And I honestly wish I could go hide in a corner and wait for all of the screaming to be done. I know what it is like to be faced with that terrible choice. I know what it is like to WANT a child, desperately, and to have to let go of that dream.

And no, I'm not going to tell you that story. Or any of the others. The hours and days of desperation, the realization that I was completely and totally alone at a moment I desperately needed love, reassurance, or just someone to LISTEN. And the moments when all I wanted was something that I could not ever have. For me, this topic is intensely personal. As it should be, as it is, for so many others.

I fear for this world. I fear for this country. I fear for my daughters.

This state of affairs... it cannot stand. It cannot continue.

That abortion exists is a tragedy. To outlaw it is an even bigger tragedy. Will we never learn from the past?

I hear the terms "conservatives" and "libtards" tossed about far too often. We are people, human beings with vastly different views. Somehow, we have to come back to each other. We must find common ground. We must compromise.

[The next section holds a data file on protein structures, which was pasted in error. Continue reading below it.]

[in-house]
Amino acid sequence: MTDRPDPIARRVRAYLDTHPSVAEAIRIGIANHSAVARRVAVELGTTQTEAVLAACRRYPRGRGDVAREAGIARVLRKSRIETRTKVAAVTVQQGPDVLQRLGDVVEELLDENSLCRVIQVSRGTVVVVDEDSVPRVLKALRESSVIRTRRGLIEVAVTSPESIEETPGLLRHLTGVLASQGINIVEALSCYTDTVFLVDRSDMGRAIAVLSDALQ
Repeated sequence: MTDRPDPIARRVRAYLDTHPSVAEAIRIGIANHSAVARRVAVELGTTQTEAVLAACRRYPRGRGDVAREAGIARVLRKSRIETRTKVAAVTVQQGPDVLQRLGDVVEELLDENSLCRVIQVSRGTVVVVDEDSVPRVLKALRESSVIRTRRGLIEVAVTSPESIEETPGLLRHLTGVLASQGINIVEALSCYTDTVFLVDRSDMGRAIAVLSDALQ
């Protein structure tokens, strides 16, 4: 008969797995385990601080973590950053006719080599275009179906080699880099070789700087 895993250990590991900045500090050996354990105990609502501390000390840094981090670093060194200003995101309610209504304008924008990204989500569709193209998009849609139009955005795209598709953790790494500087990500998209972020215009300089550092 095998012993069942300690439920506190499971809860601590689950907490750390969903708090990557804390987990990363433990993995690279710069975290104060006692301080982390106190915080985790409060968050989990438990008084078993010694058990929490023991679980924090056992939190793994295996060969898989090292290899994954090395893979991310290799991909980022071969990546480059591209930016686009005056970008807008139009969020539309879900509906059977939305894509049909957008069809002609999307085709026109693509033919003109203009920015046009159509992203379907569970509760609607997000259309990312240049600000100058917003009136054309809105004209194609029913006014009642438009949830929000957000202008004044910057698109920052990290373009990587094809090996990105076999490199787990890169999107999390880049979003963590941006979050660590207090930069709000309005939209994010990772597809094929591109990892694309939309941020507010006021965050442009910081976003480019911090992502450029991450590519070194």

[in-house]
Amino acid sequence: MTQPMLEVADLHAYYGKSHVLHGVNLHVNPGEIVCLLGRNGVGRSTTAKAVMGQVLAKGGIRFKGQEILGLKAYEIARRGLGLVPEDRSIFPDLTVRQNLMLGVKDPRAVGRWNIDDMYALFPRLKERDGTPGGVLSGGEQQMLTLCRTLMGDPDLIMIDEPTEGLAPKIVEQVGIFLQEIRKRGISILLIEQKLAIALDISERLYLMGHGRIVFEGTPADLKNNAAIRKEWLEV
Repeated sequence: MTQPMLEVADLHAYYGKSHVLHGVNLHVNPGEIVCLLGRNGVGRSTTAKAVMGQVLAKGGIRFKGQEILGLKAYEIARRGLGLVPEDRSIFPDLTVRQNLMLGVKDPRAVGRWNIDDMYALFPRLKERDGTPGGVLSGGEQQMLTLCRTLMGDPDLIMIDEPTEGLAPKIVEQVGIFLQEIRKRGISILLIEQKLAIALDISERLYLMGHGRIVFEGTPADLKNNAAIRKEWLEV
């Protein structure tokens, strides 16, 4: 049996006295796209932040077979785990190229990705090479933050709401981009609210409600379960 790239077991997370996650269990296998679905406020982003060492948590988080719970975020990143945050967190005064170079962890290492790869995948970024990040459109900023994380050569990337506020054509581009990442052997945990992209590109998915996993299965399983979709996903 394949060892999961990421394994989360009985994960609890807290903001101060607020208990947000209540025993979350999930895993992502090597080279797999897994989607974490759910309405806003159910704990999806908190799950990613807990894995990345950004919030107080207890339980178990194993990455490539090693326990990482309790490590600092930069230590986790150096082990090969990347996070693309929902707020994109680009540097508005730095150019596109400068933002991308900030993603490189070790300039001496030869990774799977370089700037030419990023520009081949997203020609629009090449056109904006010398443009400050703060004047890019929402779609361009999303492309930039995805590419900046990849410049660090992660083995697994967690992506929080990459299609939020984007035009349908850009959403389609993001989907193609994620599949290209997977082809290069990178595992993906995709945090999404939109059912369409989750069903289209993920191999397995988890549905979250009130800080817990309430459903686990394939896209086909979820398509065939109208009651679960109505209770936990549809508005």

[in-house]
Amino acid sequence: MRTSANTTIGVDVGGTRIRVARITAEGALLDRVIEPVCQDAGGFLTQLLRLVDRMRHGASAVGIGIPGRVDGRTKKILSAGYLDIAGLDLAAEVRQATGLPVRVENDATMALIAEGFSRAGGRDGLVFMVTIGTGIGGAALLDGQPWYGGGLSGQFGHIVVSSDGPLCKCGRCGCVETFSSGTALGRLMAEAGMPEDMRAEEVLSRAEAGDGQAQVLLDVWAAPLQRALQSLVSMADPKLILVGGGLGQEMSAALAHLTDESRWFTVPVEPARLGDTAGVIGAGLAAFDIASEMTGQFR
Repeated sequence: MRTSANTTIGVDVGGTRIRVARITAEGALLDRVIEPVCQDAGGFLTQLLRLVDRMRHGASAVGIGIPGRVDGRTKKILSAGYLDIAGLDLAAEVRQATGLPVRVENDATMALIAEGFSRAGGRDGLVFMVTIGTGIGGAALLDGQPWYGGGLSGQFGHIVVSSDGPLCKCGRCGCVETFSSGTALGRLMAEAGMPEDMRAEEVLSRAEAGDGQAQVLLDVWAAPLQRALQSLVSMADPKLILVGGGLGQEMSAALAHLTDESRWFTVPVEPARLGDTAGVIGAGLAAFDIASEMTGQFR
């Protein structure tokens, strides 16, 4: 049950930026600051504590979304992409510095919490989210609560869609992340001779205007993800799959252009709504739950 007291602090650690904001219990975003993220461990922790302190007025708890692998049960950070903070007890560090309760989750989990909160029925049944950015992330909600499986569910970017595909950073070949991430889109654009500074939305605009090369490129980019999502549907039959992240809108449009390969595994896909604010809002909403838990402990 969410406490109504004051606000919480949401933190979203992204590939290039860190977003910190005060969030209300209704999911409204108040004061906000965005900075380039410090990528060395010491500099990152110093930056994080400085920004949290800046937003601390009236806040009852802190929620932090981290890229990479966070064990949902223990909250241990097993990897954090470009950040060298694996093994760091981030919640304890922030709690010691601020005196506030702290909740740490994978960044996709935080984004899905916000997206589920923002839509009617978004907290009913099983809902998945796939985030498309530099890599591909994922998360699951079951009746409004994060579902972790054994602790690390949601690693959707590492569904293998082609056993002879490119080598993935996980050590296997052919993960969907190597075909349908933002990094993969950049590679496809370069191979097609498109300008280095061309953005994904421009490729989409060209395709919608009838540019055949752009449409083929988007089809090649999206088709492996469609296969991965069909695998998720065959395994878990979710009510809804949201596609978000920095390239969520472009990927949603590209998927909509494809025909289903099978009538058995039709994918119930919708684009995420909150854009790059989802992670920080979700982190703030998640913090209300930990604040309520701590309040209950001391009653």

How that works, I don't know, but it is needed.


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Jul 04, 2022

I was hesitant to read this, especially first thing in the morning, as I didn't want to be aggravated to start my day. I saw the word adoption and using another "a" word I assumed this was going to be anti women's right to choose. Most women, as you said, do not choose this experience lightly nor have those who have used methods risking their own lives over many centuries. Congratulations to you and your family💖

Christine Shuck
Christine Shuck
Jul 04, 2022
Replying to

Thanks Marcy. The FB fight I had was with a man who was also a foster parent and stated that "all foster parents are pro-life" which in his case meant anti-choice and pro-fetus. He couldn't have been more wrong, and I seriously doubt I'm the only pro-choice foster parent in this world. I'm glad you took the time to read it.